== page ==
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Something kept gnawing at me after I wrote this post. Here’s what kept bothering me:

That probe, begun almost 18 months ago, had centered on whether the university failed to return federal financial aid money it was required to return if the students whose grades were changed became ineligible to keep that financial aid.

I’ve finally figured out why that bothered me. The transcript scandal was pushed by the Faculty Association during their monthly Meet&Confer meetings with President Potter and members of his administration. If the FA hadn’t pushed the subject, it wouldn’t have seen the light of day.

That’s proven by the verifiable facts surrounding the scandal. First, as I wrote here, SCSU administration doesn’t think that an investigation is needed:

FA: I have a clarifying question. I heard you say this is a preliminary investigation at looking so once you do your preliminary then am I hearing you say then you will decide what your next step is going to be in terms of your going after other data collection for the past four years before this?

Admin: Sure so then we have as to what kind of data is relevant and we go there and we can collect the information so that it makes sense for you. The other thing is I won’t call it an investigation I would call analysis. So it’s a data analysis to understand if there is a spike and then understand whether it is due to factors outside our control or if it is factors of the band of discretion becoming wider.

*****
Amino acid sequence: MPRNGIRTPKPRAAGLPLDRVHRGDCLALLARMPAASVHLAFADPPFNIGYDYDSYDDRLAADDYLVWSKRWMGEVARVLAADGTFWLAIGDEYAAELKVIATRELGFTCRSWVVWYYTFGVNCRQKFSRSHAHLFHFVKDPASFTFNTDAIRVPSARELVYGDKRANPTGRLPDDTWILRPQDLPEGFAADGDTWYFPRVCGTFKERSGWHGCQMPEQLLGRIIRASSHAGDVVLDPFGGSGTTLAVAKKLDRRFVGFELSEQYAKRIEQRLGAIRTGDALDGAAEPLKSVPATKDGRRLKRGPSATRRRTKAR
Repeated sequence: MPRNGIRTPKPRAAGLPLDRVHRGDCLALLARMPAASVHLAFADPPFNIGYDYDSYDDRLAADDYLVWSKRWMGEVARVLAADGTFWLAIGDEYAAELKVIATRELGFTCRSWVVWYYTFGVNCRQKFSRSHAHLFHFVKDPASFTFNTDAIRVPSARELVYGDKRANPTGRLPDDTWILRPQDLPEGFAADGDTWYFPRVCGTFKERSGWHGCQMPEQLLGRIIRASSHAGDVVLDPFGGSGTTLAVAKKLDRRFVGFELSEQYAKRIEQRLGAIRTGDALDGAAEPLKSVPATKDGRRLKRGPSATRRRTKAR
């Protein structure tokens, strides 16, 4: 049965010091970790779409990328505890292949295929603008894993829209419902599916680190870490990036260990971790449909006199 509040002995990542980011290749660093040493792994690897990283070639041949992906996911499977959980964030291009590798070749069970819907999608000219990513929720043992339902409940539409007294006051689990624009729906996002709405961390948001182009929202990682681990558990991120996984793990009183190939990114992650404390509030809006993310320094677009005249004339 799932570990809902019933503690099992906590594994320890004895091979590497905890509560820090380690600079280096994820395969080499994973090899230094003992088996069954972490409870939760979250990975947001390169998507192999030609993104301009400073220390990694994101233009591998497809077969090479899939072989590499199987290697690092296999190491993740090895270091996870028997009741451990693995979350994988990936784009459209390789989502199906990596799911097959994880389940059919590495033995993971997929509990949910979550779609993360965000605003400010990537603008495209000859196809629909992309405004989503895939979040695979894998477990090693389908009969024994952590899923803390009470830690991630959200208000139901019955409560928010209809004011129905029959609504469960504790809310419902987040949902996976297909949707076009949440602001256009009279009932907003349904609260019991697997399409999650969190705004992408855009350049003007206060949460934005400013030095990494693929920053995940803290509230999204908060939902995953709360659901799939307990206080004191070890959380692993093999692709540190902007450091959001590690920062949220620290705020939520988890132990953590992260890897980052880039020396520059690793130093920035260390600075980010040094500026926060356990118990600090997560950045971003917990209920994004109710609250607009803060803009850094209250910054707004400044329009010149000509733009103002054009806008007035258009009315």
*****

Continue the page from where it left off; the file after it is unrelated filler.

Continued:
Second, Potter’s administration hasn’t talked with professors who’ve reported students’ participation in their class deleted:

Chemistry Prof. Tamara Leenay also noticed discrepancies in 2012 and gave the documentation to McKenna. “It was just odd, all of the sudden, these grades are being changed,” she said.

Leenay said she has been out of state on vacation and did not meet with federal investigators. She also said that since she discovered the discrepancies and shared them with McKenna, no one from the administration has talked to her about the issue or asked for her records.

These incidents are proof that the Potter administration isn’t interested in investigating this scandal. This isn’t open to various interpretations. There’s just one explanation for the Potter administration’s inaction. They weren’t interested in the transcript scandal.

That’s important to the claim that “the probe” “had centered on whether the University failed to return federal financial aid money.”

Think about this. Why would professors worry about something that’s the administration’s responsibility? The professors consistently spoke out about the disappearing grades. LFR has covered this story extensively and exhaustively. LFR has reported more details about this scandal than all the other news agencies in the state…combined. While it’s true that professors I’ve interviewed on background were curious if SCSU had returned federal financial aid money, that was always a secondary issue. Transcript integrity and the damage done to SCSU’s academic reputation always topped their list of concerns.

That’s as it should be. Professors have enough responsibilities. They shouldn’t be required to monitor whether the administration has dealt with financial assistance from the federal government. That’s the administration’s responsibility.

The University’s insistence that the transcript scandal was always about “whether the university failed to return federal financial aid money” is pure Potter spin. That’s consistent. One of the things that’s been consistent from the Potter administration about this scandal is their spin. The other thing that’s been consistent about the Potter administration’s behavior during the transcript scandal is that they’ve refused to conduct a serious investigation into this major breech of academic integrity.

The only thing that’s worse than the Potter administration’s dishonesty is the St. Cloud Times’ gullibility.

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